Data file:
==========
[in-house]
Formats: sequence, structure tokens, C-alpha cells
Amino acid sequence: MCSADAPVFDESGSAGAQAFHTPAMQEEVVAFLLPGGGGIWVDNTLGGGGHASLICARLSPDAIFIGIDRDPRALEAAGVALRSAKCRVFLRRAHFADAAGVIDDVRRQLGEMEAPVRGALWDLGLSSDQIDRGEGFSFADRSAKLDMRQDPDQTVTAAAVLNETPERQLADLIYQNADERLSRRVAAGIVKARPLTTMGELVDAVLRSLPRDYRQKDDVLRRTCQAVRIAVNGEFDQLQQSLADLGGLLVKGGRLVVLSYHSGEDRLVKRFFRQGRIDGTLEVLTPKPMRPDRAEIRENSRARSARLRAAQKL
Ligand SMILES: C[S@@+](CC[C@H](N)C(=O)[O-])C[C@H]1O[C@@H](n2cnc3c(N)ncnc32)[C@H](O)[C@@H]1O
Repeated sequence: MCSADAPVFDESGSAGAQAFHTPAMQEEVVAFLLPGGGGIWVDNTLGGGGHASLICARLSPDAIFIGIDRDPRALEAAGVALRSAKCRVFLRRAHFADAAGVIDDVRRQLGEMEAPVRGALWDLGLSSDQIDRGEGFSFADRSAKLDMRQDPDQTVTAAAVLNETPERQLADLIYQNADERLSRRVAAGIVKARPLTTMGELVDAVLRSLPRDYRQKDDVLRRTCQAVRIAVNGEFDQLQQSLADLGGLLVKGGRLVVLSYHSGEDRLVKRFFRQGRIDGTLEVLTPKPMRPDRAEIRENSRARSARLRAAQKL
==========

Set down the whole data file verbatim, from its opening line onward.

[in-house]
Formats: sequence, structure tokens, C-alpha cells
Amino acid sequence: MCSADAPVFDESGSAGAQAFHTPAMQEEVVAFLLPGGGGIWVDNTLGGGGHASLICARLSPDAIFIGIDRDPRALEAAGVALRSAKCRVFLRRAHFADAAGVIDDVRRQLGEMEAPVRGALWDLGLSSDQIDRGEGFSFADRSAKLDMRQDPDQTVTAAAVLNETPERQLADLIYQNADERLSRRVAAGIVKARPLTTMGELVDAVLRSLPRDYRQKDDVLRRTCQAVRIAVNGEFDQLQQSLADLGGLLVKGGRLVVLSYHSGEDRLVKRFFRQGRIDGTLEVLTPKPMRPDRAEIRENSRARSARLRAAQKL
Ligand SMILES: C[S@@+](CC[C@H](N)C(=O)[O-])C[C@H]1O[C@@H](n2cnc3c(N)ncnc32)[C@H](O)[C@@H]1O
Repeated sequence: MCSADAPVFDESGSAGAQAFHTPAMQEEVVAFLLPGGGGIWVDNTLGGGGHASLICARLSPDAIFIGIDRDPRALEAAGVALRSAKCRVFLRRAHFADAAGVIDDVRRQLGEMEAPVRGALWDLGLSSDQIDRGEGFSFADRSAKLDMRQDPDQTVTAAAVLNETPERQLADLIYQNADERLSRRVAAGIVKARPLTTMGELVDAVLRSLPRDYRQKDDVLRRTCQAVRIAVNGEFDQLQQSLADLGGLLVKGGRLVVLSYHSGEDRLVKRFFRQGRIDGTLEVLTPKPMRPDRAEIRENSRARSARLRAAQKL